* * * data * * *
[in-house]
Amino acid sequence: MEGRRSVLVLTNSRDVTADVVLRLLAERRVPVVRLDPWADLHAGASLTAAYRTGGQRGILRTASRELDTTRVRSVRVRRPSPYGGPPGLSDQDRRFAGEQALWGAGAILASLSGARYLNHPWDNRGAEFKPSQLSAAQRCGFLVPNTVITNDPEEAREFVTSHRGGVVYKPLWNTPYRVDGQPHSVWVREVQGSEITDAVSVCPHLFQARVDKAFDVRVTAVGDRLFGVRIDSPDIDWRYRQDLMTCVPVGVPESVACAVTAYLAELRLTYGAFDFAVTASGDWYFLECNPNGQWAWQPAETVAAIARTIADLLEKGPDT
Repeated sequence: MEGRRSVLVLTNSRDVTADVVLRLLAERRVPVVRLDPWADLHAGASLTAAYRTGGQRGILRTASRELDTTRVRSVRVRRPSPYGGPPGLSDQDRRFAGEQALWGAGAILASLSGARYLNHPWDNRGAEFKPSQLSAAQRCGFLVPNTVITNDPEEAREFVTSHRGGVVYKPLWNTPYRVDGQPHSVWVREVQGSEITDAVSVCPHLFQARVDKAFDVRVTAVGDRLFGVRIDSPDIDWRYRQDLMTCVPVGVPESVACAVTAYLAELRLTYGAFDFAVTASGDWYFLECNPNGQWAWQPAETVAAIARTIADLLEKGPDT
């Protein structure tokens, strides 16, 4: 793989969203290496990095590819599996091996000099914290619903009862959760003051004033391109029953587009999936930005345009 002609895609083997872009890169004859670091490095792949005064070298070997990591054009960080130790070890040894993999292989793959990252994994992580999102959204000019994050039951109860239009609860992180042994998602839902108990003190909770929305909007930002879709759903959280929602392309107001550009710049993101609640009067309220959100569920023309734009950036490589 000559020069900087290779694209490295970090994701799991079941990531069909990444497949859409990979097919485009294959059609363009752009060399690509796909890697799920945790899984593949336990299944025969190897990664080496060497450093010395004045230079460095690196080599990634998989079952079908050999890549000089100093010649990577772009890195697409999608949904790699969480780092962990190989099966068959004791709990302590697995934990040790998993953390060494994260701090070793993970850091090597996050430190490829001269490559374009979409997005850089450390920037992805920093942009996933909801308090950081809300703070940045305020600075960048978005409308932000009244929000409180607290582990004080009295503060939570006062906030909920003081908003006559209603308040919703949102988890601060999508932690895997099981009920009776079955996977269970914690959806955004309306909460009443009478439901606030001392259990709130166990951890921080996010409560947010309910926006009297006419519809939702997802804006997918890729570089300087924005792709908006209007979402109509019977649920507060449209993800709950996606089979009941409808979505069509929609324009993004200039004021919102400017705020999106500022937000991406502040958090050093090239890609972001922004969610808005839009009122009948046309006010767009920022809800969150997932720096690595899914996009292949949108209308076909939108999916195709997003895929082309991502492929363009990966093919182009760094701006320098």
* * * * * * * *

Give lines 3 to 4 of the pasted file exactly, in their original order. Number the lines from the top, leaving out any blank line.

Repeated sequence: MEGRRSVLVLTNSRDVTADVVLRLLAERRVPVVRLDPWADLHAGASLTAAYRTGGQRGILRTASRELDTTRVRSVRVRRPSPYGGPPGLSDQDRRFAGEQALWGAGAILASLSGARYLNHPWDNRGAEFKPSQLSAAQRCGFLVPNTVITNDPEEAREFVTSHRGGVVYKPLWNTPYRVDGQPHSVWVREVQGSEITDAVSVCPHLFQARVDKAFDVRVTAVGDRLFGVRIDSPDIDWRYRQDLMTCVPVGVPESVACAVTAYLAELRLTYGAFDFAVTASGDWYFLECNPNGQWAWQPAETVAAIARTIADLLEKGPDT
């Protein structure tokens, strides 16, 4: 793989969203290496990095590819599996091996000099914290619903009862959760003051004033391109029953587009999936930005345009 002609895609083997872009890169004859670091490095792949005064070298070997990591054009960080130790070890040894993999292989793959990252994994992580999102959204000019994050039951109860239009609860992180042994998602839902108990003190909770929305909007930002879709759903959280929602392309107001550009710049993101609640009067309220959100569920023309734009950036490589 000559020069900087290779694209490295970090994701799991079941990531069909990444497949859409990979097919485009294959059609363009752009060399690509796909890697799920945790899984593949336990299944025969190897990664080496060497450093010395004045230079460095690196080599990634998989079952079908050999890549000089100093010649990577772009890195697409999608949904790699969480780092962990190989099966068959004791709990302590697995934990040790998993953390060494994260701090070793993970850091090597996050430190490829001269490559374009979409997005850089450390920037992805920093942009996933909801308090950081809300703070940045305020600075960048978005409308932000009244929000409180607290582990004080009295503060939570006062906030909920003081908003006559209603308040919703949102988890601060999508932690895997099981009920009776079955996977269970914690959806955004309306909460009443009478439901606030001392259990709130166990951890921080996010409560947010309910926006009297006419519809939702997802804006997918890729570089300087924005792709908006209007979402109509019977649920507060449209993800709950996606089979009941409808979505069509929609324009993004200039004021919102400017705020999106500022937000991406502040958090050093090239890609972001922004969610808005839009009122009948046309006010767009920022809800969150997932720096690595899914996009292949949108209308076909939108999916195709997003895929082309991502492929363009990966093919182009760094701006320098």